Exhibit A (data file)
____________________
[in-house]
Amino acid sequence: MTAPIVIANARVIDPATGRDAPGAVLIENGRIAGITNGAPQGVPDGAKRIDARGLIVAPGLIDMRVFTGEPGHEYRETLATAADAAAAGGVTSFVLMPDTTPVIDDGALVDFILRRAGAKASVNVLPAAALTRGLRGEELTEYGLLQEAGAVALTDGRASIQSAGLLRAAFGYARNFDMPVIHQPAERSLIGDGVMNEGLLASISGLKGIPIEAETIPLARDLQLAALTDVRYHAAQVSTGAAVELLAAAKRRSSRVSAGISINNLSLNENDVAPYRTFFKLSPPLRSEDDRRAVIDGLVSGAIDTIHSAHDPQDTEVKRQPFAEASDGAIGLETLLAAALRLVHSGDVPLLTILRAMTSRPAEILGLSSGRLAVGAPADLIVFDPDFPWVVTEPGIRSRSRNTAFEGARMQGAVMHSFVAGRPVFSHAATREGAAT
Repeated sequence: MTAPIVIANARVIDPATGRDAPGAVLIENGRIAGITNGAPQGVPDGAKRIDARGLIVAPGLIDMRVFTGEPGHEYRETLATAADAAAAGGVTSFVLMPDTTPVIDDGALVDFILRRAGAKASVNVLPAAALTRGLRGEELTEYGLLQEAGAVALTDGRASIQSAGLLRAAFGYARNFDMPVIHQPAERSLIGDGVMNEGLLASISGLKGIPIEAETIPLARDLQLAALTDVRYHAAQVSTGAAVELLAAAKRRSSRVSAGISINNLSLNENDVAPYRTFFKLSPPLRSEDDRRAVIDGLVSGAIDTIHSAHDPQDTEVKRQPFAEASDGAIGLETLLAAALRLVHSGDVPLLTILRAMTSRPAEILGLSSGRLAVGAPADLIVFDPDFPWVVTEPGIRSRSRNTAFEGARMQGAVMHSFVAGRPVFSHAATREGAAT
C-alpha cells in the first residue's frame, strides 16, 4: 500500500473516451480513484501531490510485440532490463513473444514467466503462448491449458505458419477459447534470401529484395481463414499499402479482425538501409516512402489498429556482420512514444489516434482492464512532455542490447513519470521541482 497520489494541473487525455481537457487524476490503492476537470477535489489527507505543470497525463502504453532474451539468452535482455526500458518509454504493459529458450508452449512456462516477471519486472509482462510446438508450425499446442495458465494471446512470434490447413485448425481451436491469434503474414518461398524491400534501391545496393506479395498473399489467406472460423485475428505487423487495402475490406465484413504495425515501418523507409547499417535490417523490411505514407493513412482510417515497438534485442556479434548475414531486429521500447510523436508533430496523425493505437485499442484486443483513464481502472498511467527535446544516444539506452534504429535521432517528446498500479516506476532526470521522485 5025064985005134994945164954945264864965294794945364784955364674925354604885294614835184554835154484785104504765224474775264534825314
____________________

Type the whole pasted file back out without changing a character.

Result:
[in-house]
Amino acid sequence: MTAPIVIANARVIDPATGRDAPGAVLIENGRIAGITNGAPQGVPDGAKRIDARGLIVAPGLIDMRVFTGEPGHEYRETLATAADAAAAGGVTSFVLMPDTTPVIDDGALVDFILRRAGAKASVNVLPAAALTRGLRGEELTEYGLLQEAGAVALTDGRASIQSAGLLRAAFGYARNFDMPVIHQPAERSLIGDGVMNEGLLASISGLKGIPIEAETIPLARDLQLAALTDVRYHAAQVSTGAAVELLAAAKRRSSRVSAGISINNLSLNENDVAPYRTFFKLSPPLRSEDDRRAVIDGLVSGAIDTIHSAHDPQDTEVKRQPFAEASDGAIGLETLLAAALRLVHSGDVPLLTILRAMTSRPAEILGLSSGRLAVGAPADLIVFDPDFPWVVTEPGIRSRSRNTAFEGARMQGAVMHSFVAGRPVFSHAATREGAAT
Repeated sequence: MTAPIVIANARVIDPATGRDAPGAVLIENGRIAGITNGAPQGVPDGAKRIDARGLIVAPGLIDMRVFTGEPGHEYRETLATAADAAAAGGVTSFVLMPDTTPVIDDGALVDFILRRAGAKASVNVLPAAALTRGLRGEELTEYGLLQEAGAVALTDGRASIQSAGLLRAAFGYARNFDMPVIHQPAERSLIGDGVMNEGLLASISGLKGIPIEAETIPLARDLQLAALTDVRYHAAQVSTGAAVELLAAAKRRSSRVSAGISINNLSLNENDVAPYRTFFKLSPPLRSEDDRRAVIDGLVSGAIDTIHSAHDPQDTEVKRQPFAEASDGAIGLETLLAAALRLVHSGDVPLLTILRAMTSRPAEILGLSSGRLAVGAPADLIVFDPDFPWVVTEPGIRSRSRNTAFEGARMQGAVMHSFVAGRPVFSHAATREGAAT
C-alpha cells in the first residue's frame, strides 16, 4: 500500500473516451480513484501531490510485440532490463513473444514467466503462448491449458505458419477459447534470401529484395481463414499499402479482425538501409516512402489498429556482420512514444489516434482492464512532455542490447513519470521541482 497520489494541473487525455481537457487524476490503492476537470477535489489527507505543470497525463502504453532474451539468452535482455526500458518509454504493459529458450508452449512456462516477471519486472509482462510446438508450425499446442495458465494471446512470434490447413485448425481451436491469434503474414518461398524491400534501391545496393506479395498473399489467406472460423485475428505487423487495402475490406465484413504495425515501418523507409547499417535490417523490411505514407493513412482510417515497438534485442556479434548475414531486429521500447510523436508533430496523425493505437485499442484486443483513464481502472498511467527535446544516444539506452534504429535521432517528446498500479516506476532526470521522485 5025064985005134994945164954945264864965294794945364784955364674925354604885294614835184554835154484785104504765224474775264534825314